Theology aside, Dobson says this: "What he's trying to say here is, unless everybody agrees, we have no right to fight for what we believe. What the senator is saying there, in essence, is that 'I can't seek to pass legislation, for example, that bans partial-birth abortion, because there are people in the culture who don't see that as a moral issue. And if I can't get everyone to agree with me, than it is undemocratic to try to pass legislation that I find offensive to the Scripture. Now, that is a fruitcake interpretation of the Constitution."

Yes, Mr. Dobson, it is indeed undemocratic (not to mention unconstitutional) to pass legislation that not everyone agrees on. Actually, we need at least a majority vote on almost any bill/law, if not 2/3 or 3/4 depending on the circumstances, so if something were to get passed with a minority in favor, you would be violating not only our laws but the foundational principles on which those laws were built. That's sort of the whole purpose for the structure of our government.

It's also unconstitutional to govern based on Scripture. First amendment, jackass.

How do people say things like this without getting laughed into submission?

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Inauspicious Beginnings

So I've had a blog at Myspace for a while but I like the interface here way better, plus it feels more official, so I'm gonna bring over a few things from that blog as well as add new stuff when I feel like it. So this is one of my previous posts, and I thought it was a good one to start with.

I was a very lame child. It's true, and I've come to grips with it. And for the sake of comedy, I'd love to tell you all about it.

I was not in touch with popularity, both in culture and in my personal life, for a long time. I didn't start listening to the radio or watching MTV til well after all my friends did. No, most of the music I listened to came from soundtracks. The quality of the music varied greatly, and often depended on the time period of the movie we were such a fan of. I say "we" referring mostly to my mother and I. Oh yes, I was, am, and will be a mother's boy, which of course contributed largely to my lameness. Mom was a stay-at-home type, so she drove me everywhere. In doing so she put me at the mercy of her tastes. I distinctly remember dozens and dozens of listenings to the soundtracks of Dirty Dancing (highlight: Swayze's "She's Like the Wind"), Miami Vice (highlights: theme song and Phil Collins' "In the Air Tonight"), Lost Boys (highlight: Echo and the Bunnymen covering "People are Strange," which of course I did not know was a cover), Good Morning Vietnam (highlights: "What a Wonderful World" and interstitials of Robin Williams' radio riffs), and the finest work of Kenny Loggins: Footloose and Top Gun. Highlights here? Tough. Footloose I'd probably pick the title track and "I Need a Hero," which got me pretty pumped. Top Gun? "Playing with the Boys" (I am absolutely amazed that I'm attracted to women after hearing that song as much as I have) and the instrumental theme song, which was the last song on side B. These were all cassettes. Mom knew how much I loved the theme song and would have it cued up for months when she picked me up from school. It also pumped me up immensely, but as a lame 9-year old I had very little to actually be pumped up for.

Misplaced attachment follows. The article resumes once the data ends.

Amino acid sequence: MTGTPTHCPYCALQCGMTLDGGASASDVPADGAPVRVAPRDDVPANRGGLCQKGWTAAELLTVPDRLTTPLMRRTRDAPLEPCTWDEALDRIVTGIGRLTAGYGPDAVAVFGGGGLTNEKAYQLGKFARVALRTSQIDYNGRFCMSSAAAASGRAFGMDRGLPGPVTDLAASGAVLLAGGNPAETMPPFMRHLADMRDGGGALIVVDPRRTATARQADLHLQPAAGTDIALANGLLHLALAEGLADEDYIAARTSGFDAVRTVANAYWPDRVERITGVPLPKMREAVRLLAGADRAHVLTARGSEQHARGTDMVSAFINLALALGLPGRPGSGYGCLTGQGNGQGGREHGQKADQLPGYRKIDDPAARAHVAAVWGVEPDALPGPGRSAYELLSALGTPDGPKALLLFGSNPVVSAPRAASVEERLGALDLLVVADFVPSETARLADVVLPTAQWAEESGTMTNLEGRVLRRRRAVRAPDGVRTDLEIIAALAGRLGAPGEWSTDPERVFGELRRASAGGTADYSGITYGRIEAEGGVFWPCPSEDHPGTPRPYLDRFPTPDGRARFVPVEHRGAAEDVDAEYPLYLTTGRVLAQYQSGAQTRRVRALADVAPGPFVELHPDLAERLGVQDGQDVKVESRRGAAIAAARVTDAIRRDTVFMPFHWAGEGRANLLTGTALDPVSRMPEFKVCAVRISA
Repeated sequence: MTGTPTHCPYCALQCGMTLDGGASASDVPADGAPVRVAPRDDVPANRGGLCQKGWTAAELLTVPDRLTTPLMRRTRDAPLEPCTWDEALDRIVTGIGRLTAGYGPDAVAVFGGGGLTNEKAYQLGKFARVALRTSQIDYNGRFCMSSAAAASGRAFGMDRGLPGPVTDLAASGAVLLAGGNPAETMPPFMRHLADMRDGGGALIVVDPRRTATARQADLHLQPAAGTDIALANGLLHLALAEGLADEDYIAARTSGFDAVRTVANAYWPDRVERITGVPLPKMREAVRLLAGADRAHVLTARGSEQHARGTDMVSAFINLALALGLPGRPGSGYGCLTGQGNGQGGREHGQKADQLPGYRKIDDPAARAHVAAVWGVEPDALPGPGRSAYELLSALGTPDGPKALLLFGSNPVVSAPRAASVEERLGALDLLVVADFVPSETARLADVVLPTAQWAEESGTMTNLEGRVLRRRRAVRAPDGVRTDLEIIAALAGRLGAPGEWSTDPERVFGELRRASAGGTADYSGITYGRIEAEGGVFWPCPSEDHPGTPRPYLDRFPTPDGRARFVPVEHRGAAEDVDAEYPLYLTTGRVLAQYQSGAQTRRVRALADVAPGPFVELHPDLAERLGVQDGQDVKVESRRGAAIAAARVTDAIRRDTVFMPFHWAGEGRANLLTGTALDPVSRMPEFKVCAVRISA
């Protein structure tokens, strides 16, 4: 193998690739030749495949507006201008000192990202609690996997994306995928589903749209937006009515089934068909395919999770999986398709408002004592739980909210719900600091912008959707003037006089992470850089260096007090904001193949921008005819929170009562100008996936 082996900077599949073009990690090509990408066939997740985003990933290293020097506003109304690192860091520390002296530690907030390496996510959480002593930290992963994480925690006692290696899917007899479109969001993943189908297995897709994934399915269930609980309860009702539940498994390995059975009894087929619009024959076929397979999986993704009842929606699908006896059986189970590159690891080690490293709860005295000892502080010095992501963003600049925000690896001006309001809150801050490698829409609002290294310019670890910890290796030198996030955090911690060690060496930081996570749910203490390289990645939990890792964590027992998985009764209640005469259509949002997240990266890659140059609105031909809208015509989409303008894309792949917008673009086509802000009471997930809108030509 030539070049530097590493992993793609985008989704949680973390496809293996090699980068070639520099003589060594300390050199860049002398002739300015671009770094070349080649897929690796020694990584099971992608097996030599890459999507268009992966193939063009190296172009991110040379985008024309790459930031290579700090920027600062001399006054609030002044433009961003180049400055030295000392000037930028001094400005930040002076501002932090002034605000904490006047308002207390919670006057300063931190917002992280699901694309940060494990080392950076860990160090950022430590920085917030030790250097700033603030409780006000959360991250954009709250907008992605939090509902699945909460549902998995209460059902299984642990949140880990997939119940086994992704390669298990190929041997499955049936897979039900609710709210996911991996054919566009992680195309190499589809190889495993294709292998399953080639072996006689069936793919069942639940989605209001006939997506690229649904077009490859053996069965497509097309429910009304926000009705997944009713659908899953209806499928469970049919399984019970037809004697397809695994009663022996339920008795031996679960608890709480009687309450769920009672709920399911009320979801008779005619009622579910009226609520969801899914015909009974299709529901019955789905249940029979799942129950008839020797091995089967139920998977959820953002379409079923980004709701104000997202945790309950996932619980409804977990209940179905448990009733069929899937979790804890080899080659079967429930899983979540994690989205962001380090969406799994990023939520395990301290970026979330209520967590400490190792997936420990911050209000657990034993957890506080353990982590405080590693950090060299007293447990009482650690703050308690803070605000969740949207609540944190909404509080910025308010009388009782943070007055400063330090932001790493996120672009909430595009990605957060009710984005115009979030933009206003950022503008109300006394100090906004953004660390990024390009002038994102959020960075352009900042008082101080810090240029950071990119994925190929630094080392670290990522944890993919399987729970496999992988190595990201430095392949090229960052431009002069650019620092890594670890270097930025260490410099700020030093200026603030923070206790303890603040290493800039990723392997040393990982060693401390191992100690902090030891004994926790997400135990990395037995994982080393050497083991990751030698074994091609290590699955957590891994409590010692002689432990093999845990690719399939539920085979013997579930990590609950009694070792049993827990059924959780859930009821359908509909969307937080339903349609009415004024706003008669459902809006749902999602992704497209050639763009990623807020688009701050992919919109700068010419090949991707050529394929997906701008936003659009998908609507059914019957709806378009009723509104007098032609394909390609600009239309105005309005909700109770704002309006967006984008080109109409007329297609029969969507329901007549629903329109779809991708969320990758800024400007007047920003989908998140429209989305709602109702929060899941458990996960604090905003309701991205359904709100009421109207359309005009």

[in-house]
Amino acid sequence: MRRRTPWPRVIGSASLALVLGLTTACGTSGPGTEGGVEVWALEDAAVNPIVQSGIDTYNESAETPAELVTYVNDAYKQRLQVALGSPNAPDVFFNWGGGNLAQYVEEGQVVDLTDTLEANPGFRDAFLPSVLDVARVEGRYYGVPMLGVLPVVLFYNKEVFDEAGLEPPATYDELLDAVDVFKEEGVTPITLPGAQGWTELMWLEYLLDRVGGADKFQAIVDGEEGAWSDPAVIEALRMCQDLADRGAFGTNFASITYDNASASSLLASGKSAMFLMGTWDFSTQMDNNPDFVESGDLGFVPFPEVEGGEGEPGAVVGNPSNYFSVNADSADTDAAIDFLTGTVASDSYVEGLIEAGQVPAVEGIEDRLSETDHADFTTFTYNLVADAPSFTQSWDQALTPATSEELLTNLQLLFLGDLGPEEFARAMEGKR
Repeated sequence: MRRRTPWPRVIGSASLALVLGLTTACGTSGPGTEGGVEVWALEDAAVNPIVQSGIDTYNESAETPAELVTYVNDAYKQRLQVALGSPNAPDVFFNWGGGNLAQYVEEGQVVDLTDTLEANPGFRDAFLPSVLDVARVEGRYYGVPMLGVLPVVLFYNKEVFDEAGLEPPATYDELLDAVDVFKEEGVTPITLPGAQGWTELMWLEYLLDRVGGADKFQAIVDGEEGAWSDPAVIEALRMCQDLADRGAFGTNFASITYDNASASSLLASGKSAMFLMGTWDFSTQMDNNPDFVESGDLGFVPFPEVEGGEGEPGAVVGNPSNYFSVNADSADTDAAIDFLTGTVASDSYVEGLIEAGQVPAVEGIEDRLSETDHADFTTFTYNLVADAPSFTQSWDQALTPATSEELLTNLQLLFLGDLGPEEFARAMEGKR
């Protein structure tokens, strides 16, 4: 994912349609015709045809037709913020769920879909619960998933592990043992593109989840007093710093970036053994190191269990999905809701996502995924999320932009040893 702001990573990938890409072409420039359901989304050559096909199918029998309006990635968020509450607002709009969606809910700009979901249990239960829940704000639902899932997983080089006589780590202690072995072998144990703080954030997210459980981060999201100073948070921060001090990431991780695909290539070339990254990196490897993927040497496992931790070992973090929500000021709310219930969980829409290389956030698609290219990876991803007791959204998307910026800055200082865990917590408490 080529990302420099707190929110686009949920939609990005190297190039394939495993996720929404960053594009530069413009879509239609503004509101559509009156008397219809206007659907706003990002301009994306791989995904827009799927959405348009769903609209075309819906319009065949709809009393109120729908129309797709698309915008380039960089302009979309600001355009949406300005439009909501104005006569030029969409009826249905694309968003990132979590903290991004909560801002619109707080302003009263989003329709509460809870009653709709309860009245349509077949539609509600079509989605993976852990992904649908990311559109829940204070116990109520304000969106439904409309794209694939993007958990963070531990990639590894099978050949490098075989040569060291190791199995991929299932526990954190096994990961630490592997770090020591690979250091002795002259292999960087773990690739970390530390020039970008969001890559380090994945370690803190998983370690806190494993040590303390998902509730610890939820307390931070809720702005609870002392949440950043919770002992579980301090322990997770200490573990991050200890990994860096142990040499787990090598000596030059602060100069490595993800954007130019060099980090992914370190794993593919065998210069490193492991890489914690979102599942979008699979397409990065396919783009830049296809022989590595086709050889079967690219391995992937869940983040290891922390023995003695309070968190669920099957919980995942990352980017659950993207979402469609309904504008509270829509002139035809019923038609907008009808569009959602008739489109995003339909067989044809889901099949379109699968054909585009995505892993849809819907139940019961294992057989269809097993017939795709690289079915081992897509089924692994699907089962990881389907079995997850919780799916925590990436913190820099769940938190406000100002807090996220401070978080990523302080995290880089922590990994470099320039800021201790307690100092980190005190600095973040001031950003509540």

I missed some huge pop culture moments while living in soundtrack-cassette-world. I had no idea what this "Ice Ice Baby" song was all about, but you can be sure I knew who Vanilla Ice was after he appeared on the soundtrack to the second Teenage Mutant Ninja Turtles movie (Secret of the Ooze) with the Ninja Rap. I did, however, know the song he sampled for "Ice Ice Baby," which of course is "Under Pressure" by David Bowie and Queen. See, my dad had Queen's greatest hits on cassette, which I stole when I shed a few layers of lameness, and I knew it well. I'd never really heard or seen the New Kids but I could rock out to "Fat Bottomed Girls." Thanks mom and dad.